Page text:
Cancer and self-absorption.

Well, it looks like spring has finally sprung. The temperatures are rising and we now look forward to sending less of our pension funds to BC Hydro than we have all winter.

The wisteria is now showing signs of life. We wondered lately whether or not it was still alive. Apparently it is alive, just taking its time waking up after a very challenging winter sleep. It’s warming up with temperatures consistently in double digits, but the clouds seem reluctant to part. This past weekend was gorgeous with a lot of sun. This coming week promises to be cloudy and dreary. Wednesday, tomorrow, is Carolyn’s 70th birthday and I have an appointment with my GP/oncologist at the hospital. At least it’s at 9:30 in the morning so early enough to allow us to get on with things for the rest of the day. Carolyn does not want to miss her usual daily ten (or longer) kilometre hike in the hills just up the road.

I’ve been thinking a lot lately about the reality implied in the title of today’s post, particularly the self-absorption part. Truth be told, I might be rightfully accused of being self-absorbed for most of my life. In some ways, I think, it comes with the territory. Writing is an activity that requires a lot of concerted attention and effort. As a college instructor I had to do a lot of reading and writing and for one stage of my career I produced over two hundred and fifty tele courses on the Knowledge Network for North Island College. In order to be able to produce the expected results I had to spend a lot of time in my head and in my office either preparing lecture notes, getting props or websites together, or marking assignments.

It may be an excuse to suggest that self-absorption is a consequence of work requirements, but I think that there is definitely a need to be alone to do much of the work I was expected to do. That may be interpreted as being distant, or uncommunicative, or selfish, depending on one’s perspective.

It’s a truism to suggest that living with others in a family requires at least a modicum of communication and interaction between members. Family implies intimacy and intimacy implies connection. Connection requires time together for the parents and for children. Some families are more closely connected than others, but some families are quite content with very little time together.

I can’t speak for my family and I surely won’t put words in their mouths here. However, I know that at times there were expectations that I spend more time with the family. I’ve been (rightfully) accused of being in my head too much and not being available to the family for conversation or whatnot. Some people would interpret my behaviour as self-absorption. Fair enough.

That said, as I work through my life with cancer, I find myself increasingly absorbed with what’s happening inside me and just how long I have left to live. I know a number of people who have died recently of cancer. Some have died soon after diagnosis. I don’t know of anyone who has died of myeloma, my flavour of cancer, the one that is now considered, like diabetes, to be more of a chronic illness than an ambush killer of sorts. I know a few people who are sick with myeloma, but none who have died from it.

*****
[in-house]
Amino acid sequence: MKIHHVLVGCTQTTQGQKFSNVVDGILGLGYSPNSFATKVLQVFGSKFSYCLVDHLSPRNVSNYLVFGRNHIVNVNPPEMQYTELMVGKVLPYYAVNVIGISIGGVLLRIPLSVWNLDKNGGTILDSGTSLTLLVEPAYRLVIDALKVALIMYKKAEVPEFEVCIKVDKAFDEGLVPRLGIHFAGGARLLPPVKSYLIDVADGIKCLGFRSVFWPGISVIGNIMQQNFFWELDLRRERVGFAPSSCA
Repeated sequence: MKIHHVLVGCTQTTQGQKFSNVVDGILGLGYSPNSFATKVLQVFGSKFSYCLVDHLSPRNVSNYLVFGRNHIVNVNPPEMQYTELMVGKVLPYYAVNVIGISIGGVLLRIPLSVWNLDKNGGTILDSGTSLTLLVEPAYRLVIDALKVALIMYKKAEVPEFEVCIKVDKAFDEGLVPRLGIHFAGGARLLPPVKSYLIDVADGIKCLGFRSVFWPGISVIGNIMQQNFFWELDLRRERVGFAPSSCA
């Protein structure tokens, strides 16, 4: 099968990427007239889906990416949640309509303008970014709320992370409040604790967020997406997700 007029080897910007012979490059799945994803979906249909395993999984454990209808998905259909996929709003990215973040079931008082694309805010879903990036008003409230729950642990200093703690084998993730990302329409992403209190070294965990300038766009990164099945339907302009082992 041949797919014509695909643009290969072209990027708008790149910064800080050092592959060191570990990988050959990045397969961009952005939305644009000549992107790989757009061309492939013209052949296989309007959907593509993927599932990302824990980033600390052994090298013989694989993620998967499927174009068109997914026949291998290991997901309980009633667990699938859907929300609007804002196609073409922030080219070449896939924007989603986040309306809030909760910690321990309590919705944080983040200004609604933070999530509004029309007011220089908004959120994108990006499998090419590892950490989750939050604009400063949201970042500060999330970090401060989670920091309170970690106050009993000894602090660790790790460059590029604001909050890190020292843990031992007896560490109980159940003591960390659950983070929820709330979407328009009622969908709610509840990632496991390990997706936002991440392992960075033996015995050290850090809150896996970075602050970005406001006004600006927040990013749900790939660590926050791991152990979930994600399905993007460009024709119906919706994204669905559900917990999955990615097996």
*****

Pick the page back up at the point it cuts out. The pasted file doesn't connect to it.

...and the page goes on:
As far as the people who have died of cancer are concerned I wonder how many of them turned inward as death got closer and closer? I have no idea, but if you do, I’d like to hear about it. Our caregivers may be the best people to address the veracity of my observation that dying forces us inward.

Caregivers have a thankless job. They may love the people they care for, but as people get closer and closer to death, they may withdraw more and more become increasingly unable to provide any kind of recognition or thanks for the care they receive. It may be that dying is a process of increasing self-absorption. I don’t know. I haven’t done the research.

Some people have done some thinking about this. I’m not the only one. It may not be research in the technical sense of the term. Actually, it might best be termed thoughtful investigation. I tend to be strictly scientific in my views on the dying process but I have come across very little in the way of a psychology of dying. There are some sources out there, but not many. Elizabeth Kübler-Ross (1969) gets a lot of attention for her work on the stages of grief, et cetera, but I find that her work is less scientific than grief and hospice counselling. It would not be impossible to do scientific work on my hypothesis that we tend to withdraw from society the nearer we get to death, but it wouldn’t be easy. It sure isn’t in my future.

So far, it may be just a feeling I’m having, or a conclusion I’ve come to with limited experience, but it makes sense to me that we would tend to withdraw as we get closer to death. Death, or course, is the ultimate withdrawal, so leading up to it must produce some stages of withdrawal or increased self-absorption. At least that’s what I’m thinking, and I’m sticking to it.

Our Vagarious Lives

Our Vagarious Lives

Ah, the weather is still out to lunch. We are at least a month behind in the garden. The wisteria is not showing any signs of blooming. Just sticks up there. Last year at this time it was in full bloom with a small complement of leaves coming forth. Some plants, notably some ferns and, thankfully, the garlic seem to be quite happy.